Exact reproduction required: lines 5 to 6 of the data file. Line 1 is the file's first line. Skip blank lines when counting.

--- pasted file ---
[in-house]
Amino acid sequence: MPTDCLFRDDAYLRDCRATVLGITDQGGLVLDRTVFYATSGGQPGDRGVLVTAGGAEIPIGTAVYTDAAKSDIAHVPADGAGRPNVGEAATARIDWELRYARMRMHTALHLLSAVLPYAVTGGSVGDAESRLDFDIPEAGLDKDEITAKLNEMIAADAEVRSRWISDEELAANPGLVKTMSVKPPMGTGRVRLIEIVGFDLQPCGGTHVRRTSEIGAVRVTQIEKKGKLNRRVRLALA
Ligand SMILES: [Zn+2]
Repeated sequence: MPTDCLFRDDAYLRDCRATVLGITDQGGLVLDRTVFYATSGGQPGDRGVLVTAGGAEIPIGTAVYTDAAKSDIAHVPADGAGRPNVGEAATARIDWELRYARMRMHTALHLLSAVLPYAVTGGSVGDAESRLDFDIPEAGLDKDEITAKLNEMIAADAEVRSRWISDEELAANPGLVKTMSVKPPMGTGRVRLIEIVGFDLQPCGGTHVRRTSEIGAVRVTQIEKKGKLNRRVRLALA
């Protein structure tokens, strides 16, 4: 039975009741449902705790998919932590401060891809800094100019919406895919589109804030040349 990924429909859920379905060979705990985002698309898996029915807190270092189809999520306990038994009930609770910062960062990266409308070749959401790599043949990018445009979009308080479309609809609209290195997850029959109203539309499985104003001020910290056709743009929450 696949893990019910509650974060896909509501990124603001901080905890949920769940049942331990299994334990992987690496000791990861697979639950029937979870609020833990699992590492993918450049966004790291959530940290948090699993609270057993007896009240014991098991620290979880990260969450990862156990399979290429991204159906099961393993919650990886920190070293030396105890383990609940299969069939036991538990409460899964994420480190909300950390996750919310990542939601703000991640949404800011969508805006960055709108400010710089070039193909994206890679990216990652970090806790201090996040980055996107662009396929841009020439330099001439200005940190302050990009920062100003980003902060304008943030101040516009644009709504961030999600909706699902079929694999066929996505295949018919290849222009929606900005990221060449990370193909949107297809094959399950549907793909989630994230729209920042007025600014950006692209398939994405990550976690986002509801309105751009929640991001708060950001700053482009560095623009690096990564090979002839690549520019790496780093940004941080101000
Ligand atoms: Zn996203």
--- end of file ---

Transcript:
């Protein structure tokens, strides 16, 4: 039975009741449902705790998919932590401060891809800094100019919406895919589109804030040349 990924429909859920379905060979705990985002698309898996029915807190270092189809999520306990038994009930609770910062960062990266409308070749959401790599043949990018445009979009308080479309609809609209290195997850029959109203539309499985104003001020910290056709743009929450 696949893990019910509650974060896909509501990124603001901080905890949920769940049942331990299994334990992987690496000791990861697979639950029937979870609020833990699992590492993918450049966004790291959530940290948090699993609270057993007896009240014991098991620290979880990260969450990862156990399979290429991204159906099961393993919650990886920190070293030396105890383990609940299969069939036991538990409460899964994420480190909300950390996750919310990542939601703000991640949404800011969508805006960055709108400010710089070039193909994206890679990216990652970090806790201090996040980055996107662009396929841009020439330099001439200005940190302050990009920062100003980003902060304008943030101040516009644009709504961030999600909706699902079929694999066929996505295949018919290849222009929606900005990221060449990370193909949107297809094959399950549907793909989630994230729209920042007025600014950006692209398939994405990550976690986002509801309105751009929640991001708060950001700053482009560095623009690096990564090979002839690549520019790496780093940004941080101000
Ligand atoms: Zn996203």